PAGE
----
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Pension Benefits Trends & Implications for 2002

February 7, 2002
Related Topics: Featured Article, Compensation, Benefits

Employees need help in two key areas of retirement planning, according torespondents to the Workforce 2002 HR Trends Survey. Seventy-six percent of therespondents said employees need help in deciding how to invest their 401(k)funds. Sixty-one percent felt there is a need for employees to do overalllong-term retirement planning.

401(k)s viewed as vital
Companies continue to believe that the 401(k) plan remains a vitalcornerstone of the employee retirement package. Ninety-five percent of thecompanies responding to the Workforce trends survey say they have a 401(k) planor intend to add one in the next 18 months.

Also, 96 percent of the responding companies said the 401(k) match was eitherincreasing or staying the same. Only 4 percent said the match was decreasing orbeing eliminated entirely.

Eighty-one percent of responding companies matched employee 401(k)contributions, at the following levels:

  • 10 percent match or less: 46 percent
  • 11-15 percent match: 3 percent
  • 16-25 percent match: 5 percent
  • 26-50 percent match: 18 percent
  • More than 50 percent: 9 percent

Nineteen percent of the responding companies did not match 401(k)contributions by employees.

Increases seemed to be on the minds of some survey respondents. A 100-personcompany is "offering a catch-up provision for participants 50 and older."(This catch-up was made possible by the Economic Growth and Tax ReliefReconciliation Act of 2001, which made other changes to 401(k) plans that gointo effect this year. For more details on these, visit’sfrequently asked questions on 401(k)s:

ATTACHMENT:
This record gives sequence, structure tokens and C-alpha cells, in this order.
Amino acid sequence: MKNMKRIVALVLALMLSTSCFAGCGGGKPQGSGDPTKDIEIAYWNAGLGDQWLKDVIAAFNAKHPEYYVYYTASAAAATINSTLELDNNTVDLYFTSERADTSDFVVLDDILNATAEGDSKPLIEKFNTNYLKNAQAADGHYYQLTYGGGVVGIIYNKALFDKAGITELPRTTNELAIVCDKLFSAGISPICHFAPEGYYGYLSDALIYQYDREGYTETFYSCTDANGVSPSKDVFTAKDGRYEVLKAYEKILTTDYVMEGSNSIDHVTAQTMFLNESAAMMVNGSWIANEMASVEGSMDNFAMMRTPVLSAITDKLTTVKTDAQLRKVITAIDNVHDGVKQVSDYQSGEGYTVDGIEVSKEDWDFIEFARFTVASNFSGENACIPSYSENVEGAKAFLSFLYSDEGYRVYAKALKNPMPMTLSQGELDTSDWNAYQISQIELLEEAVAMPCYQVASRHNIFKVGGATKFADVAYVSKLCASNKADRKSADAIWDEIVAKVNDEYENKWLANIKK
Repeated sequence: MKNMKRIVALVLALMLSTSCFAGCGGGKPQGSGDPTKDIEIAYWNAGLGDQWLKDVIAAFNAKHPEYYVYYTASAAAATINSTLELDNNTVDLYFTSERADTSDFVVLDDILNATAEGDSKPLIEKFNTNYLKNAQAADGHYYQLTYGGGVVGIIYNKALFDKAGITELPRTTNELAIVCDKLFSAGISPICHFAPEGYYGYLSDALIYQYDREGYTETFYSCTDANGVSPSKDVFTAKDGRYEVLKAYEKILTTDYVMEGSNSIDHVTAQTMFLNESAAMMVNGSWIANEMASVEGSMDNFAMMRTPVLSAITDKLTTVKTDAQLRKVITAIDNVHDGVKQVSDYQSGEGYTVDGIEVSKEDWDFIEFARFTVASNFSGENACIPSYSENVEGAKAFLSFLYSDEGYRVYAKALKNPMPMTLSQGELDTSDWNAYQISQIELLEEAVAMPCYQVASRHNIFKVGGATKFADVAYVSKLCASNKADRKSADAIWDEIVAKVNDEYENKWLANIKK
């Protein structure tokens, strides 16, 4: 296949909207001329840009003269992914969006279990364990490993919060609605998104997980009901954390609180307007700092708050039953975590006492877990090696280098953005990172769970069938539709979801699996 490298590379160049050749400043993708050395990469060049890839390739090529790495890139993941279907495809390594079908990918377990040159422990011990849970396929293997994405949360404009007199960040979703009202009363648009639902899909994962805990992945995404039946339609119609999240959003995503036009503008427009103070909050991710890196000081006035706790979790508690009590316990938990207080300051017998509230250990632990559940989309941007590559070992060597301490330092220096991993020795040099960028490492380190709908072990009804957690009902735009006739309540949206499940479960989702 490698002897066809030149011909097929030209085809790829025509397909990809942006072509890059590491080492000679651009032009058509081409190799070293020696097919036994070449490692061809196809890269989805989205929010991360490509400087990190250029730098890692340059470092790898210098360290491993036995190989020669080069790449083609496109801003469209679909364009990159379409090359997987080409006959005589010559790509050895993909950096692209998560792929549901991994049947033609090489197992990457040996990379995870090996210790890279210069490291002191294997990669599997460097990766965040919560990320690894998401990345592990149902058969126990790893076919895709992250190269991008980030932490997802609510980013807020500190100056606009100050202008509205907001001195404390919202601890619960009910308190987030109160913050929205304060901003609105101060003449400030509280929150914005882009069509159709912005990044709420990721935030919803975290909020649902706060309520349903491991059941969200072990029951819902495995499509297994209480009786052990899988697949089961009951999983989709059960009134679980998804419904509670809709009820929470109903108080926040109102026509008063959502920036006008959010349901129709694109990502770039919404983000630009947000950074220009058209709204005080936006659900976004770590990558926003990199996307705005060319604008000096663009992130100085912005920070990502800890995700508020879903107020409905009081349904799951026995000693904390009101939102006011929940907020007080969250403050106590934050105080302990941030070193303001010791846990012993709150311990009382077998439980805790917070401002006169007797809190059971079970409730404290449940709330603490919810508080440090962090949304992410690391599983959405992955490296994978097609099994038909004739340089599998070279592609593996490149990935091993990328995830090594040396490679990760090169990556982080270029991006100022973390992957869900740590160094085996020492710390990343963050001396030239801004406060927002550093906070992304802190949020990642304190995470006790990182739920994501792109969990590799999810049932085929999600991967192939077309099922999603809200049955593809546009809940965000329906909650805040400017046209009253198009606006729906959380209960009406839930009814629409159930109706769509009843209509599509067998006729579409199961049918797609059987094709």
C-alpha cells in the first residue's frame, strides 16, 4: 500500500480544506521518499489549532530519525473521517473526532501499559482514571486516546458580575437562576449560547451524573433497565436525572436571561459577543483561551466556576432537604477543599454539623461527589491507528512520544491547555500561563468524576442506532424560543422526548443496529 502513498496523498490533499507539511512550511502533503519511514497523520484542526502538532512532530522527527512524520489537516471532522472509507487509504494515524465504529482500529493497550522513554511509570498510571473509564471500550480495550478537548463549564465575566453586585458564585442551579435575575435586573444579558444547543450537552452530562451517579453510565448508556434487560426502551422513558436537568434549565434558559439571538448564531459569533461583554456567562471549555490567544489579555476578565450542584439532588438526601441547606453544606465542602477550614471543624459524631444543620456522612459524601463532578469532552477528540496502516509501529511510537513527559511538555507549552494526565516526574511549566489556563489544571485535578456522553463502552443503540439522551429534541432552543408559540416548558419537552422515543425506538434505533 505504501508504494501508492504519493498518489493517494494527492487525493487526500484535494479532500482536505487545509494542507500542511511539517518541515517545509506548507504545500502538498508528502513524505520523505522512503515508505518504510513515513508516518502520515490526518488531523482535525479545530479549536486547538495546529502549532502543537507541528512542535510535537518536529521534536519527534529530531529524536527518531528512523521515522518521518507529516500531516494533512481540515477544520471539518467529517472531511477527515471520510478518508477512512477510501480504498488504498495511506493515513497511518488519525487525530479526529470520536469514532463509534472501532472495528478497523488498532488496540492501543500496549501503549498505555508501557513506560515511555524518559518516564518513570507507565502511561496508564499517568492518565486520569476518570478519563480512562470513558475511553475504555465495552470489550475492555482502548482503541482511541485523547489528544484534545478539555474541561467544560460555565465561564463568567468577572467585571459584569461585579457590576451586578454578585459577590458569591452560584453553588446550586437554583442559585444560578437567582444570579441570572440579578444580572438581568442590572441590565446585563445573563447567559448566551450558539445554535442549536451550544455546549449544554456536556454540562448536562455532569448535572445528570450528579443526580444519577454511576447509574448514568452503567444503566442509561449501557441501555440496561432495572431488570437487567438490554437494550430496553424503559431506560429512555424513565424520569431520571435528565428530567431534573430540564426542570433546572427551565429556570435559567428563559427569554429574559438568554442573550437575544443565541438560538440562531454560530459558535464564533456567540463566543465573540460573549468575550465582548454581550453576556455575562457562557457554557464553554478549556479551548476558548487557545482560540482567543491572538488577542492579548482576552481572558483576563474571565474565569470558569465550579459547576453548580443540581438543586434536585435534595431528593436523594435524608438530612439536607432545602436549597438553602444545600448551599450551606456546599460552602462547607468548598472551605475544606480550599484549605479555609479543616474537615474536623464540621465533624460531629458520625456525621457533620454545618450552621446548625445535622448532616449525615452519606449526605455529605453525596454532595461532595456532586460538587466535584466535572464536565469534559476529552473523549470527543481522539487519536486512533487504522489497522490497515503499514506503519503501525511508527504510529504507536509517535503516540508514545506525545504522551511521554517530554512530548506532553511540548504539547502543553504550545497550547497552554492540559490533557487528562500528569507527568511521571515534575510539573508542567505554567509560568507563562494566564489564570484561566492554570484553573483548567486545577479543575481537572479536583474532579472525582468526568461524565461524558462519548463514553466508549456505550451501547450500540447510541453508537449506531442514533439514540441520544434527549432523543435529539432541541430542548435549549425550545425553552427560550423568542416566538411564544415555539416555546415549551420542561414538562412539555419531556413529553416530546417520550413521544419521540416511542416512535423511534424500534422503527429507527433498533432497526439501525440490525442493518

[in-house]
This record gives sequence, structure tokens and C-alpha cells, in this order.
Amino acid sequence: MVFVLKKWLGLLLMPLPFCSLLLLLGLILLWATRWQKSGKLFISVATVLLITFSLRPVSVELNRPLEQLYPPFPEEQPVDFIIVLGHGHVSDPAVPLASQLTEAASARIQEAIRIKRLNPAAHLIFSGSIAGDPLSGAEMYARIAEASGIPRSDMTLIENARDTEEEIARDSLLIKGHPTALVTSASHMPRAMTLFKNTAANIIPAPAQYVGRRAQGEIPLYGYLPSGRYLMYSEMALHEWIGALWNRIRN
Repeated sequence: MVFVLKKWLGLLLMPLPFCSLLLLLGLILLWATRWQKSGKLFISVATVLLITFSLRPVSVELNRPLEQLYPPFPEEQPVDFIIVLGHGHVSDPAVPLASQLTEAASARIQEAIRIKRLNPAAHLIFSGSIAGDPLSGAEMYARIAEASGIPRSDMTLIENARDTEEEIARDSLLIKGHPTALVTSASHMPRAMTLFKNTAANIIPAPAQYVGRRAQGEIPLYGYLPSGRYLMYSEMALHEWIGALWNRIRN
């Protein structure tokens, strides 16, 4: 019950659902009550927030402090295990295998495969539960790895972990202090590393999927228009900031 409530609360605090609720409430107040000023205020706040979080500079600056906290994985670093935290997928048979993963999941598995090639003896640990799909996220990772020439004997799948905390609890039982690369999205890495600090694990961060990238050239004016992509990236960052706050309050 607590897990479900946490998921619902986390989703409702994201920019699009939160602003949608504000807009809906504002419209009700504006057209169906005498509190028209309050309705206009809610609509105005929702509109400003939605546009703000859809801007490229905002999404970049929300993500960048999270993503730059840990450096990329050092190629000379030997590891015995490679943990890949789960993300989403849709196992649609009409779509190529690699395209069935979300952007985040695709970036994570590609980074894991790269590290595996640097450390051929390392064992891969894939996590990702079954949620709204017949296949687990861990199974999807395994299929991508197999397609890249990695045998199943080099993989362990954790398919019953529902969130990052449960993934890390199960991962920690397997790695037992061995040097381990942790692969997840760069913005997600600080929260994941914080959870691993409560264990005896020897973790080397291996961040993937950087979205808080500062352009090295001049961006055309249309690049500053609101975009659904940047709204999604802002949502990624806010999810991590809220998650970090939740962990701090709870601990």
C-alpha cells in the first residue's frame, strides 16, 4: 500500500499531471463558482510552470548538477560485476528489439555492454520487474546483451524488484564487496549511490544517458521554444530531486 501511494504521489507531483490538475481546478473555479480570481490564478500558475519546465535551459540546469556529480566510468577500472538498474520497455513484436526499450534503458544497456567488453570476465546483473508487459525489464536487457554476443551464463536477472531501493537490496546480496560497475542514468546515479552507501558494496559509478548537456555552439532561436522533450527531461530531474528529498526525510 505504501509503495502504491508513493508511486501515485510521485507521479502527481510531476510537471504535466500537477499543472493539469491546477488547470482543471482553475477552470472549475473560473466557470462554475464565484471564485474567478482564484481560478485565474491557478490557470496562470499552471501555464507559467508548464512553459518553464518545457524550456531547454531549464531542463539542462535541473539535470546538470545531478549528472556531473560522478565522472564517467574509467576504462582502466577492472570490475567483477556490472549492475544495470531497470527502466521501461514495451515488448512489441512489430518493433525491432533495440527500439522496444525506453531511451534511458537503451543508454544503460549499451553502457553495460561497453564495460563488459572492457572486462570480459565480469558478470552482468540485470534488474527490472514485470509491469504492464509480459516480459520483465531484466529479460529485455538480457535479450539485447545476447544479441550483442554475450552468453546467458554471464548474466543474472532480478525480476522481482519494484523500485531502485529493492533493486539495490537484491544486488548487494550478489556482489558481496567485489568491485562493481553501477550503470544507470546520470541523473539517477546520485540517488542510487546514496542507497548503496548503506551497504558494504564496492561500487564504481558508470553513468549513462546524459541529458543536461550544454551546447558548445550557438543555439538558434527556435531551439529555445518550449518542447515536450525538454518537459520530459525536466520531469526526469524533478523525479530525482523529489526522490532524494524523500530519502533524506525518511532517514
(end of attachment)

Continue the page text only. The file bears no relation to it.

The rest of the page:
A respondent from a company with 100 to 499 employees said they were "increasingthe company match." Another respondent, also from a 100 to 499-personorganization, said his company had "increased the dollar amount to which we doa 100 percent match."

Changes in 401(k) practices
Fifty-eight percent of the Workforce survey respondents said they wereinvestigating or planning to make changes to their 401(k) plan in the next 18months, including:

  • Increasing investment education resources/training: 27 percent
  • Offering more investment options: 22 percent
  • Changing the amount of the match: 10 percent
  • Changing plan administration: 9 percent
  • Changing investment management firm: 7 percent
  • Other: 7 percent

In addition, 14 percent of those responding saw an increased threat of legalliability regarding pension plan investment performance.

Reducing administrative costs is also a recurring theme among respondents."We are evaluating our plan administrative expenses with the choice being toswitch plan administrators or shift costs," said an HR professional from acompany with 100 to 499 employees.

A respondent from a company with 5,000 to 24,999 employees echoed the sameviewpoint. That company is "looking to reduce costs of administration and/orfund management."

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